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How homelessness compares in the country's four most populous states

The VP of the National Coalition for the Homeless said every state has seen an increase in homelessness during COVID, but prior to that, some were seeing a drop.

SACRAMENTO, Calif. — The vice president of the National Coalition for the Homeless said every state has seen an increase in homelessness during the COVID-19 pandemic, but homelessness was an issue long before the pandemic. 

Dr. Rajni Shankar-Brown is vice president of the National Coalition for the Homelessness and Stetson University's chair of social justice education.

Dr. Shankar-Brown said the numbers you are about to read grossly underestimate the true number of homeless people, leaving out youth and children, which is not as easy to record. Many parents don’t want to report it to their child's school because of the fear their children will be taken away. 

The most recent numbers from the United States Interagency on Homelessness recorded are from 2020, just before the pandemic.

From 2010 to 2020, Florida saw a decrease of about 30,000. Texas also saw a decrease of almost 8,000. New York saw an increase of about 26,000. However, California saw the biggest increase at 38,000. 

In other states, some strategies appear to be working. Florida has reduced homelessness by focusing on veterans.

RELATED: 'A lot of people have died' | Homeless veterans say there is an overwhelming need for housing

“There’s been a lot of investment working with really HUD federal voucher programs, looking at dollars invested into veteran support services, making sure that veterans have access to get into long-term housing, rental housing," Dr. Shankar-Brown said. "So that’s really been an area where they’ve decreased homelessness."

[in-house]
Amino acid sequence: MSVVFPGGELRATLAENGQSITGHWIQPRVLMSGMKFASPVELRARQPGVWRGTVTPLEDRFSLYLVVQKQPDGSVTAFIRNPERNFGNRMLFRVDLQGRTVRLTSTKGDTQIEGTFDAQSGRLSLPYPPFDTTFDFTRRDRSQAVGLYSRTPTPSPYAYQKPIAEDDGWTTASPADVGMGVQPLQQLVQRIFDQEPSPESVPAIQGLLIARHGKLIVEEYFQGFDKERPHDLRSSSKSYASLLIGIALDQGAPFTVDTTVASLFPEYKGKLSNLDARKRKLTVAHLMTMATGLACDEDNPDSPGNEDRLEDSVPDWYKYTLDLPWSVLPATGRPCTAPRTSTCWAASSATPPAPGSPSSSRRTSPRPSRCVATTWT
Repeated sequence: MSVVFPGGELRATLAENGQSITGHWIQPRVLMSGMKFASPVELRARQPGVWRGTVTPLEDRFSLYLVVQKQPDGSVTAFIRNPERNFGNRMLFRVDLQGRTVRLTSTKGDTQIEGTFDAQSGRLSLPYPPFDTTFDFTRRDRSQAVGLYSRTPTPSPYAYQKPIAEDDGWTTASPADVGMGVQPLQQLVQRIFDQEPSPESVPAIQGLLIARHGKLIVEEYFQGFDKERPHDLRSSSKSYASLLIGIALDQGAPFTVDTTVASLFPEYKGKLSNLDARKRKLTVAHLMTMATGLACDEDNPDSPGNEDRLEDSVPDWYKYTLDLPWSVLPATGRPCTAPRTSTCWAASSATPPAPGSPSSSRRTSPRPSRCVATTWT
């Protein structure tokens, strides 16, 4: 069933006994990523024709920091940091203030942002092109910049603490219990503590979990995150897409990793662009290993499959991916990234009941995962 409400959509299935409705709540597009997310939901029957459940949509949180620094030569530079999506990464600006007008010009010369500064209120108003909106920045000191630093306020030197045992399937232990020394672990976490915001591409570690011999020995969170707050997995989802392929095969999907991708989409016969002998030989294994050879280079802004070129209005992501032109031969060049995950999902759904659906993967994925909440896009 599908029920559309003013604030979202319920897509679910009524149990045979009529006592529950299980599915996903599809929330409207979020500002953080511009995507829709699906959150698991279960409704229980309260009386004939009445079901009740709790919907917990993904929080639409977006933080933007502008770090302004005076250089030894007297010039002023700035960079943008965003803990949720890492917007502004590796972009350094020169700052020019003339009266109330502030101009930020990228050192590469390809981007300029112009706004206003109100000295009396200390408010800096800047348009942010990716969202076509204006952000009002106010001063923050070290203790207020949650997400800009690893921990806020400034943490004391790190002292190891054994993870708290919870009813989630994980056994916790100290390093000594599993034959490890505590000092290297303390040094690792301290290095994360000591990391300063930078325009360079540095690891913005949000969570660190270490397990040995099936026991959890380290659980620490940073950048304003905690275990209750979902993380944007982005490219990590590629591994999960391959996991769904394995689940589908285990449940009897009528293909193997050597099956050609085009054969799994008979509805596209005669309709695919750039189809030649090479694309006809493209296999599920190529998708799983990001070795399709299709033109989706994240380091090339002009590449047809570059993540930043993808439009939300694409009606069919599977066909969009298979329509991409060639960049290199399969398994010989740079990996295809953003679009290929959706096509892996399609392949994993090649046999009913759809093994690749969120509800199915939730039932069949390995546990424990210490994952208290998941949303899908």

"About 70% of homeless veterans have been housed over the past decade with this kind of concerted investment," Shankar-Brown added. 

California accounts for 12% of the U.S population, but it is home to 28% of the country’s homeless veterans. 

"Texas, you’ll also see the housing first initiatives in communities that have really helped to reduce homelessness," she said. 

For California, she said the state had those initiatives in pockets.

Political Reporter Morgan Rynor brought what she said to one of Governor Gavin Newsom's top homeless advisors, Sacramento Mayor Darrell Steinberg. 

"The state itself, again, has provided unprecedented resources," Steinberg said. "Much more than Texas or Florida, to convert motels into housing, and veterans are always at the top of the priority list."

Over in New York, New York City has a rate of homelessness similar to San Francisco and Los Angeles, but it has a different character. It’s not as obvious. 

Tom Albanese is the Housing and Urban Development’s lead technical provider for New York City and Detroit. He is also an independent consultant that helps counties across the country address homelessness.

"The reason New York has a right to shelter is because legal aid attorneys took the city to court a couple of decades ago," Albanese said. "They forced the city to do something that at the time was a pretty visible homeless problem."